Having reached an important milestone in convincing not only the Venetian stakeholders but also a growing number of partners around the world that care about Venice’s future, the Venice Time Machine is now raising funds for the most ambitious simulation of the city that has ever been developed. Its planned activities include a high-resolution digitisation campaign of the entire city at centimetre scale, a crucial step on which to base a future simulation of the city’s evolution, while also creating a digital model that can be used for preservation regardless of what occurs in the coming decades. On the island of San Giorgio Maggiore, a digitisation centre called ARCHiVe (Analysis and Recording of Cultural Heritage in Venice) opened in 2018 to process a large variety of Venetian artefacts. This is a joint effort of Factum Foundation, the École Polytechnique Fédérale de Lausanne and the Fondazione Giorgio Cini, along with philanthropic support from the Helen Hamlyn Trust. The centre aims to become a training centre for future cultural heritage professionals who would like to learn how they can use artificial intelligence and robotics to preserve documents, objects and sites.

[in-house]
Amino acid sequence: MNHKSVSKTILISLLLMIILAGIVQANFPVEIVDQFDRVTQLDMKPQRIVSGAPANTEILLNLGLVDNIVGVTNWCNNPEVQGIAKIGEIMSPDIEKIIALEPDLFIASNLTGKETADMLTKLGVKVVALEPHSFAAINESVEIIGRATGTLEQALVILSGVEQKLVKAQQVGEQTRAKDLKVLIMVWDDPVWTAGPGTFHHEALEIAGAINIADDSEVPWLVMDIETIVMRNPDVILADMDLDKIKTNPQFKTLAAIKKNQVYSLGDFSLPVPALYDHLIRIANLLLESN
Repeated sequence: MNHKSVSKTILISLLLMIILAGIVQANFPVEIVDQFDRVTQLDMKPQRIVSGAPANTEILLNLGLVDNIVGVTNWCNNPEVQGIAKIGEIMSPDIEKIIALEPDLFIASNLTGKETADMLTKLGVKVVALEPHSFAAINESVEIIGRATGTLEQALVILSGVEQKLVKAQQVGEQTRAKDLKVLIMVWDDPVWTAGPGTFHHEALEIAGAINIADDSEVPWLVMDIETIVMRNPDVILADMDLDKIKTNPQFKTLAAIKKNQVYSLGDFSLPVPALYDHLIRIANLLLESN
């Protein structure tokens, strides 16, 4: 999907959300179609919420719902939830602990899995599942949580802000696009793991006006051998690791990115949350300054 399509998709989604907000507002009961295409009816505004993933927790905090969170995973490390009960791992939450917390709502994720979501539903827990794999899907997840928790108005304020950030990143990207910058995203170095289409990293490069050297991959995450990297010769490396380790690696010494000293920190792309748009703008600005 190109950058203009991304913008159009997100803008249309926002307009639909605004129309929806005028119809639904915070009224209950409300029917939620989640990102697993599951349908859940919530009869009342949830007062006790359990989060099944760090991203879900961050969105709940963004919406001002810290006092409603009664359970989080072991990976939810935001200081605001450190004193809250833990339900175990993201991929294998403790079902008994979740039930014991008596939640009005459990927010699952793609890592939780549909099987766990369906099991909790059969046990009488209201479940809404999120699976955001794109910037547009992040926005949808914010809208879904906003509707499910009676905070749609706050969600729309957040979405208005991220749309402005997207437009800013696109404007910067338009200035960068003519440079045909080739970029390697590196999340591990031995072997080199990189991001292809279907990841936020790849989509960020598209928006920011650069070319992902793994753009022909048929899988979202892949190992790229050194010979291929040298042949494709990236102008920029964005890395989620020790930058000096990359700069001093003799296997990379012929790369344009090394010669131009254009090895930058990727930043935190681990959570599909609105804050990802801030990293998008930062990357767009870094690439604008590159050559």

These operations will work together to create a multiscale digital model of Venice, combining the most precise 4D information on the evolution of the city and its population with all the available documentation of its past. The project aims to demonstrate how this ‘digital double’ can be achieved by using robotic technology to scan the city and its archives on a massive scale, using artificial intelligence techniques to process documents and collecting the efforts of thousands of enthusiastic Venetians. In a project called ‘Venice 2100’, the Venice Time Machine team’s ambition is to show how a collectively built information system can be used to build realistic future scenarios, blending ecological and social data into large-scale simulations.
The Venice Time Machine’s ‘hypermodel’ will also create economic opportunities. If its hypotheses are valid, Venice could host the first incubators for start-ups using big data of the past to develop services for smart cities, creative industries, education, academic scholarship and policy making. This could be the beginning of a renewal of Venice’s economic life, encouraging younger generations to pursue activities in the historic city, at the heart of what may become one of the first AI-monitored cities of the world.
Venice can reinvent itself as the city that put the most advanced information technology and cultural heritage at the core of its survival and its strategy for development. Artificial intelligence can not only save Venice, but Venice can be the place to invent a new form of artificial intelligence.
Frédéric Kaplan and Isabella di Lenardo direct the Venice Time Machine at the École Polytechnique Fédérale de Lausanne.
From the January 2019 issue of Apollo. Preview and subscribe here.